Monday, August 30, 2010

Low Red Moon by Ivy Devlin

Reading level: Young Adult
Hardcover: 256 pages
Publisher: Bloomsbury USA Children's Books (September 14, 2010)

Book synopsis: The only thing Avery Hood can remember about the night her parents died is that she saw silver—deadly silver, moving inhumanly fast. As much as she wants to remember who killed them, she can't, and there's nothing left to do but try to piece her life back together. Then Avery meets the new boy in school—Ben, mysterious and beautiful, with whom she feels a connection like nothing she's ever experienced. When Ben reveals he's a werewolf, Avery still trusts him—at first. Then she sees that sometimes his eyes flash inhuman silver. And she learns that she's not the only one who can't remember the night her parents died.

My review: In Low Red Moon, Avery, 17, has just lost her parents. They were brutally murdered and she was found beside their bodies, except she can't remember the details of that traumatic night. Her grandmother Renee takes her in and Avery tries to continue living her ordinary life. Except Avery isn't ordinary. Raised in the woods, kept away from the townspeople and home schooled until she was 16, she has led a secluded life. After the murders she keeps seeing images of blood. When Ben, the hot 'new guy' at her school, seems to have his eyes set on her. Is it safe to fall for him when there's a murderer in her town?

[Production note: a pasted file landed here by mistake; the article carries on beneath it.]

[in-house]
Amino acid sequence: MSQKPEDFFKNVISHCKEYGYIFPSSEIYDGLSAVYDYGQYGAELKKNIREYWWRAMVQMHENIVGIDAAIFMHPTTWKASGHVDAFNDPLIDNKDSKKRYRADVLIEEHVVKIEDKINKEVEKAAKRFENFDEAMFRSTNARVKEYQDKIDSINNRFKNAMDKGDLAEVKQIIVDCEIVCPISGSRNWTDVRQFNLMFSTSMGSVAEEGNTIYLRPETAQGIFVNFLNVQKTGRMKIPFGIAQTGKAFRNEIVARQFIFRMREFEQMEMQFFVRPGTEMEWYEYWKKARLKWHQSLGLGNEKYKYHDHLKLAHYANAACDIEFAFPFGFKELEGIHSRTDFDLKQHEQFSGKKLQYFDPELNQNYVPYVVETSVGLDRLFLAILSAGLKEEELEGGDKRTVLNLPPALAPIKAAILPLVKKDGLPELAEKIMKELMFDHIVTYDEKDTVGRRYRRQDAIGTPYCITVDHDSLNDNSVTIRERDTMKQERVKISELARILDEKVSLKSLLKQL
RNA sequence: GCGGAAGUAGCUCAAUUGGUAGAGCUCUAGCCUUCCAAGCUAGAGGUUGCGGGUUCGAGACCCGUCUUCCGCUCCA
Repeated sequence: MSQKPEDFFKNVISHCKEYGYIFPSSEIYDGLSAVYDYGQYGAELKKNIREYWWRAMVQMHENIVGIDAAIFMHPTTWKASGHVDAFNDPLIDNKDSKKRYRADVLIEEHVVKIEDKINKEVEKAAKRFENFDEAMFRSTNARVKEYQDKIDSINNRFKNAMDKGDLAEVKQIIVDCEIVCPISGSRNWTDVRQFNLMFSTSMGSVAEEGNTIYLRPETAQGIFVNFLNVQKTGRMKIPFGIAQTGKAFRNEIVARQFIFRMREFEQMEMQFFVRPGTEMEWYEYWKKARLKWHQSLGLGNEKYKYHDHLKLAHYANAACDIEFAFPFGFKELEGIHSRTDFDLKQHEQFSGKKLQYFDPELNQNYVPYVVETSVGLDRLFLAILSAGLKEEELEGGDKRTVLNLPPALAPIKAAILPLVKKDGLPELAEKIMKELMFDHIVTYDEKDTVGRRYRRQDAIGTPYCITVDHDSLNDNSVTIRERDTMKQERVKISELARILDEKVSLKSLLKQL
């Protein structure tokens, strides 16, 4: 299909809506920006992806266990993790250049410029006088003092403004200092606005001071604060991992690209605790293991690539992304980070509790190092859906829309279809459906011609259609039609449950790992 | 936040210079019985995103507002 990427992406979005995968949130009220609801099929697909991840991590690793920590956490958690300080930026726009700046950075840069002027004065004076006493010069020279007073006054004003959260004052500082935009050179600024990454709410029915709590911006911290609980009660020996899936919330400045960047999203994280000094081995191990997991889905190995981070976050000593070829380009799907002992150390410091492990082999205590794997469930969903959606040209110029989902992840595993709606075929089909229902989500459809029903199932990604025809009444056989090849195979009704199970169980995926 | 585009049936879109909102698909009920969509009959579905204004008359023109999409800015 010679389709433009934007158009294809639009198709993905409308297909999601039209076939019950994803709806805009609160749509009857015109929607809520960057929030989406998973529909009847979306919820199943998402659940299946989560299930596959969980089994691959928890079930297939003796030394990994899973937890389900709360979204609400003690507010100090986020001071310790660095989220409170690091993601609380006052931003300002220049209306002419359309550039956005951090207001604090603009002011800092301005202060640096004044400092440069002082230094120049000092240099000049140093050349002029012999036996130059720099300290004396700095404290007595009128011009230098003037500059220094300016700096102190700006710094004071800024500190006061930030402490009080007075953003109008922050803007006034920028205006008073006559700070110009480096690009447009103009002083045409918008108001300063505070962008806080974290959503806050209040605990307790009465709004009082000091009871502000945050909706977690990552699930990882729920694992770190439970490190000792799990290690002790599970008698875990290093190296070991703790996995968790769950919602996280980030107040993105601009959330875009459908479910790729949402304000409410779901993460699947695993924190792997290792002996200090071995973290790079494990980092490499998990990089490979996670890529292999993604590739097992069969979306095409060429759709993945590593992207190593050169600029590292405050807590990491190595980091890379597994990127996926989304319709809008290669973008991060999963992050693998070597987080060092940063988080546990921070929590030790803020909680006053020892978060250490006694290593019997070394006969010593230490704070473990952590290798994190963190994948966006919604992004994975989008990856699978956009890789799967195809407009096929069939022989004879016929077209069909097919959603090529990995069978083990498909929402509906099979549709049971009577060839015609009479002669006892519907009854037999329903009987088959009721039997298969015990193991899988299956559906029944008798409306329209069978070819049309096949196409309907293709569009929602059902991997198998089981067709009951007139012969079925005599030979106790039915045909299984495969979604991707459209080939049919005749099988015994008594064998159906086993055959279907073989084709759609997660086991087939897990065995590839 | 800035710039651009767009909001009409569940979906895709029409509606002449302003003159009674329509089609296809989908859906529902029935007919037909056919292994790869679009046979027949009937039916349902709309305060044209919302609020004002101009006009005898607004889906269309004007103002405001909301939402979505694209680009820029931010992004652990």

I really wanted to like this book more than I did. I liked the premise and having the mystery aspect take center stage was refreshing. The writing itself was lovely in parts and I enjoyed the setting Devlin created, especially the colors and sounds of the forest. There were parts where I wanted more depth. Avery's strange connection to the woods was too elusive (unless there is a second book which would explain the lack of info in this one); Ben's immediate attraction to Avery wasn't convincing (formulaic and too Edward Cullen-like, in fact I felt there were quite a lot of Twilight-like comparisons in this novel); if we're going to have a shape shifting/werewolve male hero, show us, don't just allude to it by telling us he had silver eyes, he shimmered, or he wore moccasins; and the ending fell flat for me (the scene in the house with the antagonist happened too soon, I also felt the set up of Renee and Avery going on their trip should have actually happened, providing the climax more tension and time to build up).

There is an abundance of YA paranormal stories. If an author is going to compete they have to truly make their characters and stories unique so they have a chance of standing out in this market. At only 196 pages, Low Red Moon could have easily been a lengthier work. As a paranormal-lite title it was okay and I believe tweens and younger teens would enjoy this story, but experienced paranormal fans may regard this as more of an appetizer.

Rating: +++



Favorite scene: (From page 81, ARC)
     "Even away from him, even across the room, I could still feel his thoughts because they were so strong. So full of want.
     I could feel my face turning red and I stared at the forever dying apples we were still drawing.
     It was the longest class of my life, and when the bell finally rang, I ran out of the room as fast as i could. I didn't stop, even though people were looking at me.
     I ran because if I had hesitated for even a second when class ended, I would have gone to Ben.  In spite of waht I knew, in spite of what little memory I had of that night--silver--it was all nothing compared to how he made me feel.
     My heart said Ben was ben in spite of everything I'd learned today, but then my heart had also believed my parents would be around forever."

Book source: Around the World tours

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